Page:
The triggering of Article 50 today means that formal exit talks between the UK and the remaining 27 members of the EU can commence.
It is hoped, rather than expected, that the UK will have a trade deal negotiated with the EU prior to exiting the union.
Over the coming months we can look out for the following:
1. Will we have a clearer insight into Britain’s negotiation?
It is not expected that Prime Minister May’s letter to formally trigger Article 50 will provide much detail in respect of the British negotiation, however crucial things to look out for are hints in respect of how much Britain is willing to pay to exit the EU.
Also will Britain wish to engage in negotiating a transitional deal to prevent the immediate introduction of trade barriers should a formal deal not be reached prior to Britain’s exit?
2. Or a better understanding of the EU’s negotiation stance?
EU leaders are expected to meet in April to discuss negotiation guidelines which the President of the European Council, Donald Tusk, has said he will provide within 48 hours of Article 50 being triggered.
High on Ireland’s agenda at the April meeting will be the issue around the Border with Northern Ireland and the ability of Irish people to live and work in the UK visa free (and vice versa).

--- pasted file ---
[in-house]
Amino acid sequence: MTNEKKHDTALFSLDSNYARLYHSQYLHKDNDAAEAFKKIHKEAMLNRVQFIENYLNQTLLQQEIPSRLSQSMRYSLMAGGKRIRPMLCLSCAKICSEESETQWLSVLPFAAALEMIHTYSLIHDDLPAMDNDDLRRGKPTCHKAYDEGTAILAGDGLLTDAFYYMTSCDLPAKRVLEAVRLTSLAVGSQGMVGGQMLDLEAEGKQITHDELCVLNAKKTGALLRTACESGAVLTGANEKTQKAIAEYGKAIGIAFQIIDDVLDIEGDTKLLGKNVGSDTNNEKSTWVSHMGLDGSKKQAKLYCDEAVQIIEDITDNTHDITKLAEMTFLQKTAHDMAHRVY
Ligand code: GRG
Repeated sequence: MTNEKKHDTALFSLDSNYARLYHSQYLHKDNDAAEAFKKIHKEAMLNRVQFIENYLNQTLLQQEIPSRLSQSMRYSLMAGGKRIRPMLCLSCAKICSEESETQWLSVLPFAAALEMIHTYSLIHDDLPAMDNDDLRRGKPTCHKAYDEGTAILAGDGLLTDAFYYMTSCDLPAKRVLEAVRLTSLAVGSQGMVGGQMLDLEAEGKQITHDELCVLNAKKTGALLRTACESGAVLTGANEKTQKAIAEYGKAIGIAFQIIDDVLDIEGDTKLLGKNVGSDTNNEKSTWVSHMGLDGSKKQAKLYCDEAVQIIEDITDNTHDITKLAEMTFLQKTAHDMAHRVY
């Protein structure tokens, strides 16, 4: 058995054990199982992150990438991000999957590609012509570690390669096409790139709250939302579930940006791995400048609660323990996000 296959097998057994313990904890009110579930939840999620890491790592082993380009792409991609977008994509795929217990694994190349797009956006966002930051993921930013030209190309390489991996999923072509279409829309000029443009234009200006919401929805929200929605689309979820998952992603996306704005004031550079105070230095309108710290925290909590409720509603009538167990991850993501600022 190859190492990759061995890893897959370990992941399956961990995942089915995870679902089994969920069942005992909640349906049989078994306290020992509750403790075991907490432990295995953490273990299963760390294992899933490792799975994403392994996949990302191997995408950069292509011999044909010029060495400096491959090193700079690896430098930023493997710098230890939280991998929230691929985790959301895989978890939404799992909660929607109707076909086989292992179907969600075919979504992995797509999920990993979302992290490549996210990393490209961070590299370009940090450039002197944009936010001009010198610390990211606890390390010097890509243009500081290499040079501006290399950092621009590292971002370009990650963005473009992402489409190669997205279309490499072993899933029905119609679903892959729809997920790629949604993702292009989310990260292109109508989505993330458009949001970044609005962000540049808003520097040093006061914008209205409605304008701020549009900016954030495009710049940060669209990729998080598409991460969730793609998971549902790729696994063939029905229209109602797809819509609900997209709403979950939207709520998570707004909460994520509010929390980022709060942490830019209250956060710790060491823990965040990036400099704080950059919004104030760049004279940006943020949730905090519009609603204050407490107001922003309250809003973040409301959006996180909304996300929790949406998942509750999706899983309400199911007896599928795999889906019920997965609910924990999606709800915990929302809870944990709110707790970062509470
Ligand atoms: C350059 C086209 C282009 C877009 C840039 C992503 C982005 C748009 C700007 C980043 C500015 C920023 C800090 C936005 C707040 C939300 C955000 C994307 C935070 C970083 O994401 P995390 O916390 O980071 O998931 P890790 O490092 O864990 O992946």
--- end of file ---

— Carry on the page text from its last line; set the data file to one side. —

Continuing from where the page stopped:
3. What kind of market reaction can we expect?
Today’s event has been on the horizon since the referendum on Brexit, therefore a severe market reaction tomorrow is unlikely.
However, the performance of the sterling over the coming weeks and months will be of critical importance to Irish exporters, in particular the food and drink industry.
A continued fall in the value of sterling will have serious consequences for Irish exporters and the Irish economy.
4. What impact will this have on elections in Europe?
While Brexit did not appear to have much influence on the result of the Dutch general election in March, many believe that the expected battle between Le Pen and Macron in the French presidential election is a referendum on France’s future in Europe.
Le Pen has promised to hold a referendum on France withdrawing from the EU should she get elected, while Macron’s pro-Europe position has been a major feature of his campaign to-date.
Meanwhile in Germany, Brexit and the future of Europe is expected to feature strongly in September’s Federal Elections as Angela Merkel seeks a fourth term in office.
5. Will a hard border between Northern Ireland and the Republic of Ireland return?
There are concerns that once Britain leaves the EU a hard border between Northern Ireland and the Republic of Ireland will return.
Taoiseach Enda Kenny has warned the re-establishment of a hard border in the wake of Brexit could lead to an upsurge in criminality and even armed conflict.
"The Irish people didn't cause this problem; the challenge is not just psychological - it's also political," he said.
"I don't want to be alarmist about it but this is a political challenge here."
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